In fact, Leyland had a description of this signing that fits Damon even more perfectly than his new uniform:

"This," the manager said, "is a huge 'presence' move."

Good word -- "presence." It isn't always easy to define what that means. But it's easy to see that Damon has it.

He's a man who can light up any room he enters, a man who shows up for work every day with a smile on his face, a man who definitely aced chemistry class. And right now, just four months removed from a devastating collapse that ripped a playoff spot out from under them, the Tigers need Damon's presence nearly as much as they need his on-base percentage.

Damon I probably felt like I was a Tiger probably a month and a half ago.

-- New Tigers outfielder Johnny Damon

"The way the season ended last year, for every guy who played on that team," third baseman Brandon Inge said, "I'm not going to lie. I still have a burning, ticked-off feeling in me. I can't believe that that happened. So you need that little fire in you to motivate you for the upcoming season, and send you on a different path. …

"You need to throw a guy like Johnny Damon into the mix, to be able to loosen things up so you go, 'All right.' I mean, you need to work. But you still need to have fun. And he's almost the perfect combination."

Oh, he'll make it fun, all right. We've seen very few players over the years who had more fun playing baseball than Damon. But he's also a guy who, for the past eight years, has fed off the energy of Boston and New York.

Now he's in a town where the lights won't be anywhere near that bright. But Damon said that's not going to be an issue.

"The lights don't need to be bright for me," he said. "I'm a baseball player."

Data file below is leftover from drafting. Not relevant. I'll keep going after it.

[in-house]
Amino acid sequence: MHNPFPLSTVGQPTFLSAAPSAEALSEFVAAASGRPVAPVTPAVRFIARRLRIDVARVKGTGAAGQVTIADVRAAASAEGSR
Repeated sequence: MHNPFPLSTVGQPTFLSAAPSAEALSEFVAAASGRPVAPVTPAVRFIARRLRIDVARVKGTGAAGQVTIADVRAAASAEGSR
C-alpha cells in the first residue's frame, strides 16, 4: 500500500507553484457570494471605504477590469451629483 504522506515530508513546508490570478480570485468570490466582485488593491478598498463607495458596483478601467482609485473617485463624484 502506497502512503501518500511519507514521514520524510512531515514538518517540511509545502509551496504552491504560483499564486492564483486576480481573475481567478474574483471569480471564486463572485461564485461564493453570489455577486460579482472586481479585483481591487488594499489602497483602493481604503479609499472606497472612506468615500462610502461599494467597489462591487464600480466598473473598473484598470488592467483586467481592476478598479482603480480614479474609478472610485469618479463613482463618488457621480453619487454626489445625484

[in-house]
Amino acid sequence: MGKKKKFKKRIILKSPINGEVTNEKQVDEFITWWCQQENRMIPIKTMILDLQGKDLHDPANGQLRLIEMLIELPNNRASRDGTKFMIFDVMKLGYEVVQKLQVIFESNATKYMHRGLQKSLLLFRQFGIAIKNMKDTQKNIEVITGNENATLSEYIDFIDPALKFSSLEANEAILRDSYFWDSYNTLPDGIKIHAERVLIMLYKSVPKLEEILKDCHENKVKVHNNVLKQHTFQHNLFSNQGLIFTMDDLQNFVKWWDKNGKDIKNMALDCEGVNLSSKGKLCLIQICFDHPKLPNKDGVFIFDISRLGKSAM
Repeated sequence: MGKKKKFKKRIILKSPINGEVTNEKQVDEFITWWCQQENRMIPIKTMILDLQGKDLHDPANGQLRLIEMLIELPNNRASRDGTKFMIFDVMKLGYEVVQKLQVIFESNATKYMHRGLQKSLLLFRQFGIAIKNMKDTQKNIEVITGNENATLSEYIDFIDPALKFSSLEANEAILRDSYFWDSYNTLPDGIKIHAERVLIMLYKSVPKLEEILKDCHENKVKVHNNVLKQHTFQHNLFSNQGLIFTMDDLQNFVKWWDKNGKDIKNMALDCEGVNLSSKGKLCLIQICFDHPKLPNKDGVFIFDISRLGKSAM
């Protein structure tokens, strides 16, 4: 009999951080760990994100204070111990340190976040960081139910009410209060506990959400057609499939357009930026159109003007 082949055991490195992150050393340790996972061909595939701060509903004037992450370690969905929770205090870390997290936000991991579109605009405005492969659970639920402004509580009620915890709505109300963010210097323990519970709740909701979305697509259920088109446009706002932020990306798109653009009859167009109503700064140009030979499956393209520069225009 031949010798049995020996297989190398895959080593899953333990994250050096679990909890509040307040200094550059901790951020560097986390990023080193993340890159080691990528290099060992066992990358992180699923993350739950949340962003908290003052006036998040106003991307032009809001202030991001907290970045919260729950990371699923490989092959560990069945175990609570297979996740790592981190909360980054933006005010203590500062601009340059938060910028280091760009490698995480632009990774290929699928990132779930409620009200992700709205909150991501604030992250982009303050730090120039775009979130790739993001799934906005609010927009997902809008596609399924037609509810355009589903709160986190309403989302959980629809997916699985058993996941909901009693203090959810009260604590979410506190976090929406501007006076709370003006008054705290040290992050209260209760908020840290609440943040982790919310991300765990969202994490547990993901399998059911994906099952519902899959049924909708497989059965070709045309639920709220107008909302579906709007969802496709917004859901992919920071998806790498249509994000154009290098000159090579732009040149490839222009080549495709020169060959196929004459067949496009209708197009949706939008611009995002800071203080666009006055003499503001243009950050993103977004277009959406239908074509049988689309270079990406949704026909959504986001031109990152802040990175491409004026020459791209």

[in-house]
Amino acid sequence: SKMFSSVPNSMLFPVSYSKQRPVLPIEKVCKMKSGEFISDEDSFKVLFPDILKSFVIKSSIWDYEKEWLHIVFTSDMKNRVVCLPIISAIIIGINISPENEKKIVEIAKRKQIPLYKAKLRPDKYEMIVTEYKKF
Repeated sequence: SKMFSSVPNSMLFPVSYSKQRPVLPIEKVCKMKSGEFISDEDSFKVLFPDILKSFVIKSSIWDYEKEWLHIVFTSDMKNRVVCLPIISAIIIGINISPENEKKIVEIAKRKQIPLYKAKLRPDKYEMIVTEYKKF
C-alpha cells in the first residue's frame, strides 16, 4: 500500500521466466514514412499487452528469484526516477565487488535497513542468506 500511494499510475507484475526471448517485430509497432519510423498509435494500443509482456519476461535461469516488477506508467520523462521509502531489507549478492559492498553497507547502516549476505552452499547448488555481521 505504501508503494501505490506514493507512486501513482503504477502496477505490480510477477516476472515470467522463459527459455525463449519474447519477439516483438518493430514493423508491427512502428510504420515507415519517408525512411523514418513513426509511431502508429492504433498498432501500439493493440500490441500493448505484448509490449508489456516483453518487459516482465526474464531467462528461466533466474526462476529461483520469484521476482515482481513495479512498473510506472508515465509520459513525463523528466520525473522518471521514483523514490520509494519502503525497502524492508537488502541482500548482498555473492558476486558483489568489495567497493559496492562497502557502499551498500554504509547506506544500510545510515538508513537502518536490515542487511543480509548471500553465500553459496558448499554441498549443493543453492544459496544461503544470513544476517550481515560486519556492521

And he's a great baseball player, too -- a guy who has put himself into position to make a run at the Hall of Fame if he can keep the hits, the runs scored and the winning coming for another three or four years.

But that's what makes his long, jobless, offseason odyssey so bizarre. He's coming off a season in which he tied his career high in homers (24), scored 100-plus runs for the 10th time, played in more than 140 games for the 14th consecutive year, and might have turned around the World Series with his bat, his legs and his baseball smarts in Game 4.

So you wouldn't have expected to see a guy like that signing a one-year contract on Feb. 22. But when Damon was asked Monday whether he thought, in retrospect, that he and Boras had misread the market, he essentially implied that the market misread him.

"No one really could have anticipated how this market was going to be," he claimed. "I mean, I'm very happy with the deal we eventually signed. But the bottom line is, it's a tough market when you have players like Jermaine Dye still out there, and Felipe Lopez still out there. I mean, that's a tough market."

So no, he didn't see it coming, even though the Yankees say they pretty much spelled it out for him in capital letters before the negotiating season was 30 seconds old. But as he sat at the mike Monday in his Tigers shirt, he still sounded skeptical that the Yankees could ever have said, with a straight face, that they couldn't afford him.

"Any time you have offers thrown out there from the richest team and they say that's all they can do," he said, "well, it's definitely going to be a tough market. … I think it's a shock when you go into the offseason and you win the World Series and you have a good year and the market's tough. But you deal with it. You move forward with it. And that's exactly what we did. I'm happy with how it turned out. And I'm glad to be a Tiger."

He looked out there into the cameras, knowing that somewhere out there were the citizens of that town where he "always" wanted to be. He had one more thing he needed to say.

"Sorry it took so long," he said.

Jayson Stark is a senior writer for ESPN.com. His new book, "Worth The Wait: Tales of the 2008 Phillies," was published by Triumph Books and is available in bookstores and online. Click here to order a copy.